Cancer wellness program helps survivors get moving again

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A special program for cancer survivors is proving you don't have to be in tiptop shape to exercise. Even if you are battling illness, moving more can help. (WPVI)

A special program for cancer survivors is proving you don't have to be in tiptop shape to exercise. Even if you are battling illness, moving more can help.

Six weeks ago, you wouldn't find Steve Joanni in a fitness center.

Prostate cancer treatment left him too tired.

"I'd go out on the patio to read, and I'd read 15 minutes, and that's it, I'm out!" said Joanni of Warminster, Pennsylvania.

But now he says he has all-day energy thanks to THRIVE. It's a cancer wellness program created by the Central Bucks Family YMCA.

THRIVE began four years ago, after local survivors said they needed help getting their strength back.

It's a complete fitness program.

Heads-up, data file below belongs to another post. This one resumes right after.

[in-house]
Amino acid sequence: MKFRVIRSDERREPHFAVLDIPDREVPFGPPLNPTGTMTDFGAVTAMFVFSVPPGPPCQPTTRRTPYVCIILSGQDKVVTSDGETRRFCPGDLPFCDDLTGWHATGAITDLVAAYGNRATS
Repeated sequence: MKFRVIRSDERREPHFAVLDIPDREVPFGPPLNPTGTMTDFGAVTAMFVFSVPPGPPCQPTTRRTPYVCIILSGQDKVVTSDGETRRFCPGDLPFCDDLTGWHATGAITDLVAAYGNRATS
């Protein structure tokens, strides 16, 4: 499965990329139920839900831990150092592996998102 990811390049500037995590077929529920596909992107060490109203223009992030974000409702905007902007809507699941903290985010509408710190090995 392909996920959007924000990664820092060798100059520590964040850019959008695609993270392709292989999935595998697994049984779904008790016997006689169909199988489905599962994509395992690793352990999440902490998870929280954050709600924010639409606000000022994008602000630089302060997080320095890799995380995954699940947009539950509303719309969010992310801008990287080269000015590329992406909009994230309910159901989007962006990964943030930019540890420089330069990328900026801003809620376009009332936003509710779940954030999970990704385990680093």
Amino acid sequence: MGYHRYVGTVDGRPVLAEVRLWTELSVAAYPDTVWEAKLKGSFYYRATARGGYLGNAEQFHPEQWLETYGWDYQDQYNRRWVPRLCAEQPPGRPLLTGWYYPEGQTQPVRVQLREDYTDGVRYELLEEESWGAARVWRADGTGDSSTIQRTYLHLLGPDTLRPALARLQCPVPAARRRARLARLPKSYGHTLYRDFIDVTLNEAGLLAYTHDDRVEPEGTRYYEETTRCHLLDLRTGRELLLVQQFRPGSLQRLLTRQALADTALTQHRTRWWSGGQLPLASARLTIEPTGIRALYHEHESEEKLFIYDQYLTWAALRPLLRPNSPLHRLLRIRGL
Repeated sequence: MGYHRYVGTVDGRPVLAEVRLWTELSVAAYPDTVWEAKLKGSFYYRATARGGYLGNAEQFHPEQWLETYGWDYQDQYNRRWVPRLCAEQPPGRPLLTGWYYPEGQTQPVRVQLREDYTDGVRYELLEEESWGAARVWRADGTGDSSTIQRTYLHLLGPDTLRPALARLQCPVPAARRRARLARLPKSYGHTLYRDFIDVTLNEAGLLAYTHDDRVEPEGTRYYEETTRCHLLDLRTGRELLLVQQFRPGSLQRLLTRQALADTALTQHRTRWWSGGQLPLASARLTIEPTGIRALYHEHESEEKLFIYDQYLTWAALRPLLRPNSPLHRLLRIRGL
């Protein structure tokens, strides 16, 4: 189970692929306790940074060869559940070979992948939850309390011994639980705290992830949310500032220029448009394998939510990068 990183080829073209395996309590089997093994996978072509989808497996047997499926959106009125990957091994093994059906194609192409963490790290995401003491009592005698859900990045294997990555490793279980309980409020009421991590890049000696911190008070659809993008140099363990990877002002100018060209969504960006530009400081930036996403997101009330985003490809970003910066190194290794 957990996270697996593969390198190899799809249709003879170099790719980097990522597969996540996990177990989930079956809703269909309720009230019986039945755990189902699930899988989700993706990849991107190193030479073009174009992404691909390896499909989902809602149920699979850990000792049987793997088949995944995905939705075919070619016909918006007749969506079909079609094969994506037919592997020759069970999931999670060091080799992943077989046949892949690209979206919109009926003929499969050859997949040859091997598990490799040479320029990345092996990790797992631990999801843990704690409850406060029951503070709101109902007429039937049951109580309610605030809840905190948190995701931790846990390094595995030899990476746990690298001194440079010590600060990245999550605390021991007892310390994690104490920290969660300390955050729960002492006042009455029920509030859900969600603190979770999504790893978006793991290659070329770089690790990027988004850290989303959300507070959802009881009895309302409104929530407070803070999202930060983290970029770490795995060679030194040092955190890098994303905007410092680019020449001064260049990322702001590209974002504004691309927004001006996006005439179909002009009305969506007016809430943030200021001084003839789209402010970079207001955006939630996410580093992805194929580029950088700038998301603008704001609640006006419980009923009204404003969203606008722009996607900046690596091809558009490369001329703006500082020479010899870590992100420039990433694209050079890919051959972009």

"Cardiovascular, muscle strength and endurance, flexibility, core strength and balance," said Angela Oprondek, THRIVE program manager.

The 12 weeks of individual training and group classes are tailored to each person.

"We have people that are mid-treatment, we have people who are post-treatment," said Zane Moore.

Specialized personal trainers like Candi Van Wagner, a three-time survivor herself, guide participants through their exercise.

Along with the physical benefits, survivors also connect with others facing similar battles.

Cheri Rogers and Cindy Bashore met in THRIVE, then started carpooling to class, and remain exercise buddies.

The sense of community keeps THRIVE members coming back, even when they don't feel their best.

"Maybe you can't do what you did yesterday, but you can do something, and you leave here feeling like you've accomplished something," said Oprondek.

Julie Bessler could barely do anything when she started THRIVE.

"I couldn't shut my front door by myself. I was really bad," said Bessler, real estate agent.

Slowly, she's regained her strength - THRIVE played a big role.

Her cancer battle isn't over, but she's back working as a real estate agent.

"Pounding pavement and making calls," said Bessler.
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